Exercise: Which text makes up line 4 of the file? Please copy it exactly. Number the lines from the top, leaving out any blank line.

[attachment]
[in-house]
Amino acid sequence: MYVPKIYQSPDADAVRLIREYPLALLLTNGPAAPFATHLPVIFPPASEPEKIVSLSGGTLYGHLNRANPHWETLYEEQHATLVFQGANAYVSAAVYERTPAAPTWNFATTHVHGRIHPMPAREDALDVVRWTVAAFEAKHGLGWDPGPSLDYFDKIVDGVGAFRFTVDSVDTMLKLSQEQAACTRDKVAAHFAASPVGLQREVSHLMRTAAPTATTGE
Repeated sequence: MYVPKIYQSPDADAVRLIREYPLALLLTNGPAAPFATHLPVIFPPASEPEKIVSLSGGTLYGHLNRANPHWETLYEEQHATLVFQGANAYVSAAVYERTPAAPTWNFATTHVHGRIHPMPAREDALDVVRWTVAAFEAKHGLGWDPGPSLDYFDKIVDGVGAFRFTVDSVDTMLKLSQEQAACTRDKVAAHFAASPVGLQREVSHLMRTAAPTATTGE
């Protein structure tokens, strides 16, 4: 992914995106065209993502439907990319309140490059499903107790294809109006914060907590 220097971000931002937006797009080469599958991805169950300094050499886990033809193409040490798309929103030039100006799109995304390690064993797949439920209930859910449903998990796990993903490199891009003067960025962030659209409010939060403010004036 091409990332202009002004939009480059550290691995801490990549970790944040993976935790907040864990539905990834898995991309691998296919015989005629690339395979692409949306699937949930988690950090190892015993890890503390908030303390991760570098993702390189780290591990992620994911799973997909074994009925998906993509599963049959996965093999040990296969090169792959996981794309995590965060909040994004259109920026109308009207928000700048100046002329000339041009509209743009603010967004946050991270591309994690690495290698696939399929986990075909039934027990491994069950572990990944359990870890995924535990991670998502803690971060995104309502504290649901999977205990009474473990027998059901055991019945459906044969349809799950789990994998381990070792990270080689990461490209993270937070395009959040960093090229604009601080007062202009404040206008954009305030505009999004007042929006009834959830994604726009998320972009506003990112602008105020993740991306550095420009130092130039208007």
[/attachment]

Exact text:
């Protein structure tokens, strides 16, 4: 992914995106065209993502439907990319309140490059499903107790294809109006914060907590 220097971000931002937006797009080469599958991805169950300094050499886990033809193409040490798309929103030039100006799109995304390690064993797949439920209930859910449903998990796990993903490199891009003067960025962030659209409010939060403010004036 091409990332202009002004939009480059550290691995801490990549970790944040993976935790907040864990539905990834898995991309691998296919015989005629690339395979692409949306699937949930988690950090190892015993890890503390908030303390991760570098993702390189780290591990992620994911799973997909074994009925998906993509599963049959996965093999040990296969090169792959996981794309995590965060909040994004259109920026109308009207928000700048100046002329000339041009509209743009603010967004946050991270591309994690690495290698696939399929986990075909039934027990491994069950572990990944359990870890995924535990991670998502803690971060995104309502504290649901999977205990009474473990027998059901055991019945459906044969349809799950789990994998381990070792990270080689990461490209993270937070395009959040960093090229604009601080007062202009404040206008954009305030505009999004007042929006009834959830994604726009998320972009506003990112602008105020993740991306550095420009130092130039208007």